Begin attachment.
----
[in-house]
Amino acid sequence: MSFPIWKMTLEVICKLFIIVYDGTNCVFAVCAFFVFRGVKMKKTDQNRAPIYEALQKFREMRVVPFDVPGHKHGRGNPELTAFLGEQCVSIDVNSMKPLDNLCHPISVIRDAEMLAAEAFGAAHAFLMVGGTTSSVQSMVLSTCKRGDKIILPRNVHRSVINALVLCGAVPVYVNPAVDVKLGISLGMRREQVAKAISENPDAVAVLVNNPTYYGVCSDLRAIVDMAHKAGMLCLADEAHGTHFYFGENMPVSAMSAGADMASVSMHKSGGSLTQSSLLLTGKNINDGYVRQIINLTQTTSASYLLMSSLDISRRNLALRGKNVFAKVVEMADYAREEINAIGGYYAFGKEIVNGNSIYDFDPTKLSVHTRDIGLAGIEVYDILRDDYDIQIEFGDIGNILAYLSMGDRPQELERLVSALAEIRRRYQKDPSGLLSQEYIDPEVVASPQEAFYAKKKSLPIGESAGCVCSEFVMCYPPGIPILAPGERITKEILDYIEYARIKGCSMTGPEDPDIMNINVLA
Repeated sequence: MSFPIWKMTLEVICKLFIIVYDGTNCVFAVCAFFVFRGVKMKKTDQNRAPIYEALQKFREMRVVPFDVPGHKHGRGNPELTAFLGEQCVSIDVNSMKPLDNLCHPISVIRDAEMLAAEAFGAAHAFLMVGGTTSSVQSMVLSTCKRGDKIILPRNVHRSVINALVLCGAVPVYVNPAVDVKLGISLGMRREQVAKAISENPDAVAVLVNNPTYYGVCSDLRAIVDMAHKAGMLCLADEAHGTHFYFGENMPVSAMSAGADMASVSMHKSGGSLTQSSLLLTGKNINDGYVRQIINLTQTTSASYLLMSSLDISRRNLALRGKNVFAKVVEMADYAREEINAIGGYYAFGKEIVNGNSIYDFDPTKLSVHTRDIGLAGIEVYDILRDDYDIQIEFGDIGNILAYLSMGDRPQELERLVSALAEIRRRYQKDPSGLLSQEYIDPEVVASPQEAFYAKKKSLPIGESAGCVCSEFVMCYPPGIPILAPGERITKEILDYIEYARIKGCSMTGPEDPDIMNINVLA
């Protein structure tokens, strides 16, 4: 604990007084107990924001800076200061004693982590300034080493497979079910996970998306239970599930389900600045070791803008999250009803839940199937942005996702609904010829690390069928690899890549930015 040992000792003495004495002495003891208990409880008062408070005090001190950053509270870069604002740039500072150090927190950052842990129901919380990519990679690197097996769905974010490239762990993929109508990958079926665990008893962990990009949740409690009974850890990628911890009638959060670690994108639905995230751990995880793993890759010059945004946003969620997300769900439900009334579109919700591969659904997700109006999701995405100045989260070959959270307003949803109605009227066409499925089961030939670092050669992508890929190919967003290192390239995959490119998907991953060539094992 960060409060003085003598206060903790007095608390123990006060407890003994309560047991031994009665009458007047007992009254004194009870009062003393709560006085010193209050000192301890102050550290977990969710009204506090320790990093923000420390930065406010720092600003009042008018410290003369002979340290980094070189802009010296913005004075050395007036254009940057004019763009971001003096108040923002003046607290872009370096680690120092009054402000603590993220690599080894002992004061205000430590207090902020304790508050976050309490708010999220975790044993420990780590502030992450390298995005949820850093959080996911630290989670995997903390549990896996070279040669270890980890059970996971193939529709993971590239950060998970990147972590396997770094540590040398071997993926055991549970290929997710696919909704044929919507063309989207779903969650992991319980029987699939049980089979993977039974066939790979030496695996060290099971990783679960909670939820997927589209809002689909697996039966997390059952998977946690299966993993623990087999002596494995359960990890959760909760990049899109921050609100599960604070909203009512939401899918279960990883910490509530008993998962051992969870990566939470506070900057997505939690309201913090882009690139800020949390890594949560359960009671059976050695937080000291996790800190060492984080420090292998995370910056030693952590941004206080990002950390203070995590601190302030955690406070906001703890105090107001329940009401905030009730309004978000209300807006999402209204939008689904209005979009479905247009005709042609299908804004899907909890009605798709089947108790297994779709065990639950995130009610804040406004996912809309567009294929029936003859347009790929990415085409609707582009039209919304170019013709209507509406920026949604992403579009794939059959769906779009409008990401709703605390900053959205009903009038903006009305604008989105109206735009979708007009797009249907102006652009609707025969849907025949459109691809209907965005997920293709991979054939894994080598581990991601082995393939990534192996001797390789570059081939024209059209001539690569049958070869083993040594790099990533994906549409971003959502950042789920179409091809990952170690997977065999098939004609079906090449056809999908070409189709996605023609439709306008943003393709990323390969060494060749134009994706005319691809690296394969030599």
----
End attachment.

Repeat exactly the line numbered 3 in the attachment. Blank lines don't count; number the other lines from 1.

Repeated sequence: MSFPIWKMTLEVICKLFIIVYDGTNCVFAVCAFFVFRGVKMKKTDQNRAPIYEALQKFREMRVVPFDVPGHKHGRGNPELTAFLGEQCVSIDVNSMKPLDNLCHPISVIRDAEMLAAEAFGAAHAFLMVGGTTSSVQSMVLSTCKRGDKIILPRNVHRSVINALVLCGAVPVYVNPAVDVKLGISLGMRREQVAKAISENPDAVAVLVNNPTYYGVCSDLRAIVDMAHKAGMLCLADEAHGTHFYFGENMPVSAMSAGADMASVSMHKSGGSLTQSSLLLTGKNINDGYVRQIINLTQTTSASYLLMSSLDISRRNLALRGKNVFAKVVEMADYAREEINAIGGYYAFGKEIVNGNSIYDFDPTKLSVHTRDIGLAGIEVYDILRDDYDIQIEFGDIGNILAYLSMGDRPQELERLVSALAEIRRRYQKDPSGLLSQEYIDPEVVASPQEAFYAKKKSLPIGESAGCVCSEFVMCYPPGIPILAPGERITKEILDYIEYARIKGCSMTGPEDPDIMNINVLA